Research

  • There are a handful of known cases in which votes have been cast in the names of individuals who have died before the vote was submitted.

    It is far more common, however, to see allegations of epidemic voting from beyond the grave, with a chuckle and a reference to Gov. Huey Long’s quip ("When I die, I want to be buried in Louisiana, so I can stay active in politics.") or Rep. Charlie Rangel’s update (same idea, but takes place in Chicago).

    November 10, 2007
  • There are a handful of known cases in which votes have been cast from improper addresses.

    November 10, 2007
  • We are not aware of any documented cases in which individual noncitizens have either intentionally registered to vote or voted while knowing that they were ineligible. Given that the penalty (criminal prosecution and deportation) is so severe, and the payoff (one incremental vote) is so minimal for any individual voter, it makes sense that extremely few noncitizens would attempt to vote, knowing that doing so is illegal.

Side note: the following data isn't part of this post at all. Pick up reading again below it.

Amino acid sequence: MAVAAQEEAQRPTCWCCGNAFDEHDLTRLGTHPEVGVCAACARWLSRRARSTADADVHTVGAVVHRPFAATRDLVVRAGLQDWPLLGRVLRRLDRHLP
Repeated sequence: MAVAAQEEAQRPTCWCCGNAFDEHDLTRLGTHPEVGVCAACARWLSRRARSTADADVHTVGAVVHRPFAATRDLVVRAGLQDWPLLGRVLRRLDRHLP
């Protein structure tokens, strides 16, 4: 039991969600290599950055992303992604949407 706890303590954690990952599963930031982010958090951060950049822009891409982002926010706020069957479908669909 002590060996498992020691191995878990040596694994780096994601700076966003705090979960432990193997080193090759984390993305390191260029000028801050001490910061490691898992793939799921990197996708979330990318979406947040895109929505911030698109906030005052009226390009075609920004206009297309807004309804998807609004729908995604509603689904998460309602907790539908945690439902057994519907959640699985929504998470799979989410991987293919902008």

November 10, 2007
  • The following resources concern the connection between the U.S. Attorney purge and allegations of voter fraud:

    November 10, 2007
  • Two reporters attempted to probe the accuracy of New York’s voter rolls by comparing them with death records and with the rolls of other states. The reports led to inflated claims of widespread fraud, of the sort commonly used to support restrictive identification requirements for voters at the polls. We examined each of the allegations of fraud by individual voters -- the only sort that ID could possibly address -- to uncover the truth behind the assertions.

    November 10, 2007

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